In what gets called obsessive compulsive disorder a child-like part of us may be in control. It knows that – temporarily – it can protect the person from pain by creating an illusion of control in an unsafe and uncertain world. In mania, impulsive energies and child-like parts and power-hungry parts team up and overtake the exhausted responsible adult parts. They are running on suppressed energy, and often it is a powerful cocktail of pent-up frustrations and grief.
When we are seen as delusional, our magical and imaginative children may have taken over our awareness, creating stories that seek to protect us and in some ways symbolise our emotional strife and need for safety. Our heroes and our messiahs are often given a role to protect us  from painful feelings of isolation, vulnerability, and loneliness.
When we hear voices we may be hearing parts of ourselves we have consciously or unconsciously separated from and personified.  Angry voices are often parts of us that have witnessed or been subject to neglect, emotional or physical violation, manipulation and exploitation. They are angry at the person and the world that has let them down.
Somebody who experiences high levels of anxiety may be highly sensitive, and this trait needs to be honoured as an ability to feel energies and emotions strongly.  Anxiety also seems to mount up when we are trying to keep a lid on angry and frightened parts of ourselves.
Suicidal feelings come from parts of ourselves that are overwhelmed with painful feelings. They want a break. They are telling us we need new ways to look after and respond to these painful feelings. When emotional pain feels listened to or is channelled in some way into activity, it calms down markedly.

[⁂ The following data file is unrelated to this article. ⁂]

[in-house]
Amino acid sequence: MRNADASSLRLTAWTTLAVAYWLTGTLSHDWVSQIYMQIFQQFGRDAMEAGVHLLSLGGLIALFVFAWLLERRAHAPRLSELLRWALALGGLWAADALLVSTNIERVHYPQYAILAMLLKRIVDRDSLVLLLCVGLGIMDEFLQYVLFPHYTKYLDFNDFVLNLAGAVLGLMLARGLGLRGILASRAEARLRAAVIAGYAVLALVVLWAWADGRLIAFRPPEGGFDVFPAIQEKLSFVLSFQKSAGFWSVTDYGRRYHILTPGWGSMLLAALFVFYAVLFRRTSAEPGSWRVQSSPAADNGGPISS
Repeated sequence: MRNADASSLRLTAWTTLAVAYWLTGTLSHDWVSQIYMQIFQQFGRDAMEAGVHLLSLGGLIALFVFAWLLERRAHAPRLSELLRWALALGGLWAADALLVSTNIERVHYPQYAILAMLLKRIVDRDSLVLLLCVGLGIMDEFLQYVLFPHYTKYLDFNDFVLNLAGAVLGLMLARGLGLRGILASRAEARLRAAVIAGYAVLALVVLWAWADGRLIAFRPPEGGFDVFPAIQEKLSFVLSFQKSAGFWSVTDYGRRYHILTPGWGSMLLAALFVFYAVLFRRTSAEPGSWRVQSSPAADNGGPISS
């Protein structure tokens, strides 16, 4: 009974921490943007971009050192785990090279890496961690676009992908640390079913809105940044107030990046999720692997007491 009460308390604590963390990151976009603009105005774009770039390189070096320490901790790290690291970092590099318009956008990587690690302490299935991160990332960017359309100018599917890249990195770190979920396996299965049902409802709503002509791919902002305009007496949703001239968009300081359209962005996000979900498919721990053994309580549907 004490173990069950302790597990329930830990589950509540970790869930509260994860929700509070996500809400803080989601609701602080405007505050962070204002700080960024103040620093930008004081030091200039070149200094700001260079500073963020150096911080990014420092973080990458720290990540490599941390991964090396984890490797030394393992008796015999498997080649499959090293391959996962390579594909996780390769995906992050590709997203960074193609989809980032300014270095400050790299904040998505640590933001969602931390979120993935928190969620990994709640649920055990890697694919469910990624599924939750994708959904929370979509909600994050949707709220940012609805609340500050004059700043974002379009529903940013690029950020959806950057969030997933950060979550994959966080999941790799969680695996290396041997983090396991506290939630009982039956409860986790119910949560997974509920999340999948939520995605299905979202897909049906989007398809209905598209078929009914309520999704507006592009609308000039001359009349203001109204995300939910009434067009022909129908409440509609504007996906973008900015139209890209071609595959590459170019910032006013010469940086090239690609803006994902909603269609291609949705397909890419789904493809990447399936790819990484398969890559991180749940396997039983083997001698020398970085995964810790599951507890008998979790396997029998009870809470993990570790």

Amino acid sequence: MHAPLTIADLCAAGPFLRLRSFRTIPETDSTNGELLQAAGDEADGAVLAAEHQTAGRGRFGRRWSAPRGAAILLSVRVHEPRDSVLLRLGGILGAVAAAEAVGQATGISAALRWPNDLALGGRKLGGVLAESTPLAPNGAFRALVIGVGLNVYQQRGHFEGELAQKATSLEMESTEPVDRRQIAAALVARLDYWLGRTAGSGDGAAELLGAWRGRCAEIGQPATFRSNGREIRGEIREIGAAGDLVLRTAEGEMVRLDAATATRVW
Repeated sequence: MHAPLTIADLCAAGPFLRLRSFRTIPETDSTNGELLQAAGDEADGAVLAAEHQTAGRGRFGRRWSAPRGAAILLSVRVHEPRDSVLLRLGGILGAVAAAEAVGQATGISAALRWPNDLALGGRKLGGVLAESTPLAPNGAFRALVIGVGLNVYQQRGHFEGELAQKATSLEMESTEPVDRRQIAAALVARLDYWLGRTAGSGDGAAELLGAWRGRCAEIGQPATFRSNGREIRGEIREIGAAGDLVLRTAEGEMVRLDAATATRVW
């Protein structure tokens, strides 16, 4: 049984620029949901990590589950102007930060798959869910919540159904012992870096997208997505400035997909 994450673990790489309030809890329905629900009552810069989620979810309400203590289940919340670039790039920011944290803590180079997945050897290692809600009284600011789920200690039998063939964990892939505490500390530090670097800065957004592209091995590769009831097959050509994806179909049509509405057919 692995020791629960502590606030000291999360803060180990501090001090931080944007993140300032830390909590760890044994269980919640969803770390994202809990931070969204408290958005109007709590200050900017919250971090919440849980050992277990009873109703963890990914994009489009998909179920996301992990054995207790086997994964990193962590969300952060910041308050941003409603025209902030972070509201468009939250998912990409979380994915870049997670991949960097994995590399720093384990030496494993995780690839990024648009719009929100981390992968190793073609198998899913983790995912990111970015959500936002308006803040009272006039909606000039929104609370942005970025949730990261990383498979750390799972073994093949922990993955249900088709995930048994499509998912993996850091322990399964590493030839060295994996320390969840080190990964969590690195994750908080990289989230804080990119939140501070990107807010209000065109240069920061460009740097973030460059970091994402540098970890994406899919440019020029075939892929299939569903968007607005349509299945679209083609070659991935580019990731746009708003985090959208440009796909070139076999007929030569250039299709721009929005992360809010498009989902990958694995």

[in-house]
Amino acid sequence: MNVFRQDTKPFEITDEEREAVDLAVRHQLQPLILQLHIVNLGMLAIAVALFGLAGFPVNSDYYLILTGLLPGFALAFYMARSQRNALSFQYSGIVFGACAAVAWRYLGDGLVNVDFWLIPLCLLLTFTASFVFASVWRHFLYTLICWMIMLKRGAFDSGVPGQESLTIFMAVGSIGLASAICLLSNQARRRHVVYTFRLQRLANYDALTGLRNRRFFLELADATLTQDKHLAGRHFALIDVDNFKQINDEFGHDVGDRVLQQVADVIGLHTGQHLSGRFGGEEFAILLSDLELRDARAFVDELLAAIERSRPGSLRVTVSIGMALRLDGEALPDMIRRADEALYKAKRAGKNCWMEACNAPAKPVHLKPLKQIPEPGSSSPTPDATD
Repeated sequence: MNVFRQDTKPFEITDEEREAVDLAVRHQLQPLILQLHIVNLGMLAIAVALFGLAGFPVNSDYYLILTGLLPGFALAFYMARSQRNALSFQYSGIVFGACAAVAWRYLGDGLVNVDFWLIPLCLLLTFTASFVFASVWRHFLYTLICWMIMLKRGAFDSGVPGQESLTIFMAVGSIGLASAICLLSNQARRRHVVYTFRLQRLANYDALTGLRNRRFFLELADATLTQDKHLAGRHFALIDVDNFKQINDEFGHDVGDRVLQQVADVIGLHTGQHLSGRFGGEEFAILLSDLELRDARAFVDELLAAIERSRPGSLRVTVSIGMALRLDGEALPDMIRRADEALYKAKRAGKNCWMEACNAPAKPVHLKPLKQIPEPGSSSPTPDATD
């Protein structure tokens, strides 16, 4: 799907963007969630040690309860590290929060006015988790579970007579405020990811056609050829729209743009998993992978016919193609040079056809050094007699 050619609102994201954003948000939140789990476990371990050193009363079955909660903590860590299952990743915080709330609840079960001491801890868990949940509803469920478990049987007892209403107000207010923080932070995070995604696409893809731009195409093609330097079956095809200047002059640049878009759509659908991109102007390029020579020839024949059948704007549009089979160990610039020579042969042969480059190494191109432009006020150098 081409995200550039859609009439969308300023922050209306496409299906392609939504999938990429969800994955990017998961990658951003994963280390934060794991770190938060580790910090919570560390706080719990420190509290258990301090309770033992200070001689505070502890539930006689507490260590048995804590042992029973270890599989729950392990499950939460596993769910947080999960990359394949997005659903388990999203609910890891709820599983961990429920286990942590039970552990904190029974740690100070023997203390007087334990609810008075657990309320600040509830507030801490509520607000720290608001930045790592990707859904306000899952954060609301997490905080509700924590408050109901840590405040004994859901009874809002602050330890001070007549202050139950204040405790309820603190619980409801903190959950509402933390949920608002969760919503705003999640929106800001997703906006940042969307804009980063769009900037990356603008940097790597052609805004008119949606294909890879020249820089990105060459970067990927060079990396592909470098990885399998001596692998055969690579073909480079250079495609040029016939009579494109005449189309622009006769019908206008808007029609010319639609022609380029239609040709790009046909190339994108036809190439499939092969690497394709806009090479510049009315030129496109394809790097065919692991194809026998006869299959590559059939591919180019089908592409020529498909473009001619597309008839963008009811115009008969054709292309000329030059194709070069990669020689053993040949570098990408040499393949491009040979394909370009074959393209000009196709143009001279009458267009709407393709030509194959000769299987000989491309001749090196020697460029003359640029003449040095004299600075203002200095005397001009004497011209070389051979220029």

So, rather than see people who are confused or deeply distressed as just ‘mentally ill,’ we should try to understand the different parts of the person that are trying to protect themselves. Angry voices need listening to, and a safe way to act out their concerns. Manic parts need a chance to express themselves on a regular basis so they wont be over-aroused and cause a mutiny in the future. When I help someone bring parts of themselves to the peace table, I have to confront and make peace with similar energies in myself.  So when we seek help from others to reconcile conflicts we also learn from this about ourselves and we grow in understanding, too.
This is not as easy as it sounds, of course. We have a community of parts that need to be negotiated with. In my experience, for example, renegade parts that have sabotaged the person’s dreams are not easily forgiven and given a new role in the psyche.  Even though the person may logically understand that a part has sought to protect them in the best way it knows, they may still resent the damage they perceive the part has caused. If the person does not want to give space to a part of themselves they are angry with or ashamed of this need to be respected. We need to feel safe and acknowledged before we are willing to make peace with parts of ourselves we may not want to recognise, or still see as our enemy.
I don’t see brains and bodies not being involved in these psychic conflicts.  Genes will no doubt play some role in what selves we develop and will interact with our environment.  Similarly I don’t see drugs and physical approaches like diet, massage and yoga as not being relevant to helping people. A drug may help us get a temporary break from a conflict or lessen our emotional tension but its benefits should not be exaggerated. We can and often use a biological approach to deny and suppress hurting parts of ourselves, and if we sustain this it will likely lead to a back-lash of some kind. Parts that we attempt to block from consciousness may find some way to powerfully rebel and return later; stronger and more virile.  Or if suppression is successful these parts may retreat into apathy and listlessness and this energetically is likely to permeate the person’s life.  Thirdly, the anxiety created by suppressing angry or hurt parts may lead us to endlessly seek solace in addictive behaviours.